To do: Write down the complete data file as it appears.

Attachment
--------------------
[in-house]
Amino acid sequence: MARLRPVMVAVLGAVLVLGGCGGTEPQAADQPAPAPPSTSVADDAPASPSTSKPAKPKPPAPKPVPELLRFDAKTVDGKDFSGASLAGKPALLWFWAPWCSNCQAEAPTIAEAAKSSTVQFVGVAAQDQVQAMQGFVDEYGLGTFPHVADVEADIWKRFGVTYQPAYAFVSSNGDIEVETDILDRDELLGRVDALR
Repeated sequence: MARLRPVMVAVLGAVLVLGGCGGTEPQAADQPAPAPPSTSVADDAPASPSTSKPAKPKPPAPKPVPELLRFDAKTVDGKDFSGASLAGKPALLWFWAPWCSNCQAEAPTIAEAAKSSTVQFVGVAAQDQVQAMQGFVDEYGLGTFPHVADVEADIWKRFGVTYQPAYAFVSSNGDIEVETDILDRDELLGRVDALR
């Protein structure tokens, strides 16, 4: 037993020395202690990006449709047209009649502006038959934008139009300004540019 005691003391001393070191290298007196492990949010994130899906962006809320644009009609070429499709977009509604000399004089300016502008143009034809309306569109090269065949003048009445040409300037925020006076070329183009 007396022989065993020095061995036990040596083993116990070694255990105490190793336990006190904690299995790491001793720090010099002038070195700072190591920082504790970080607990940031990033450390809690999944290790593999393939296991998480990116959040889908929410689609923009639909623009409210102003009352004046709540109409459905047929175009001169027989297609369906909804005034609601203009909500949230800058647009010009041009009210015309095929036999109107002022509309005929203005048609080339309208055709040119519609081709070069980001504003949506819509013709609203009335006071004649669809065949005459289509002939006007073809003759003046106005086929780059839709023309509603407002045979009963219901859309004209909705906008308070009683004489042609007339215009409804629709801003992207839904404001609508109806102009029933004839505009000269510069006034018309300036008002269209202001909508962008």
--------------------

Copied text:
[in-house]
Amino acid sequence: MARLRPVMVAVLGAVLVLGGCGGTEPQAADQPAPAPPSTSVADDAPASPSTSKPAKPKPPAPKPVPELLRFDAKTVDGKDFSGASLAGKPALLWFWAPWCSNCQAEAPTIAEAAKSSTVQFVGVAAQDQVQAMQGFVDEYGLGTFPHVADVEADIWKRFGVTYQPAYAFVSSNGDIEVETDILDRDELLGRVDALR
Repeated sequence: MARLRPVMVAVLGAVLVLGGCGGTEPQAADQPAPAPPSTSVADDAPASPSTSKPAKPKPPAPKPVPELLRFDAKTVDGKDFSGASLAGKPALLWFWAPWCSNCQAEAPTIAEAAKSSTVQFVGVAAQDQVQAMQGFVDEYGLGTFPHVADVEADIWKRFGVTYQPAYAFVSSNGDIEVETDILDRDELLGRVDALR
């Protein structure tokens, strides 16, 4: 037993020395202690990006449709047209009649502006038959934008139009300004540019 005691003391001393070191290298007196492990949010994130899906962006809320644009009609070429499709977009509604000399004089300016502008143009034809309306569109090269065949003048009445040409300037925020006076070329183009 007396022989065993020095061995036990040596083993116990070694255990105490190793336990006190904690299995790491001793720090010099002038070195700072190591920082504790970080607990940031990033450390809690999944290790593999393939296991998480990116959040889908929410689609923009639909623009409210102003009352004046709540109409459905047929175009001169027989297609369906909804005034609601203009909500949230800058647009010009041009009210015309095929036999109107002022509309005929203005048609080339309208055709040119519609081709070069980001504003949506819509013709609203009335006071004649669809065949005459289509002939006007073809003759003046106005086929780059839709023309509603407002045979009963219901859309004209909705906008308070009683004489042609007339215009409804629709801003992207839904404001609508109806102009029933004839505009000269510069006034018309300036008002269209202001909508962008």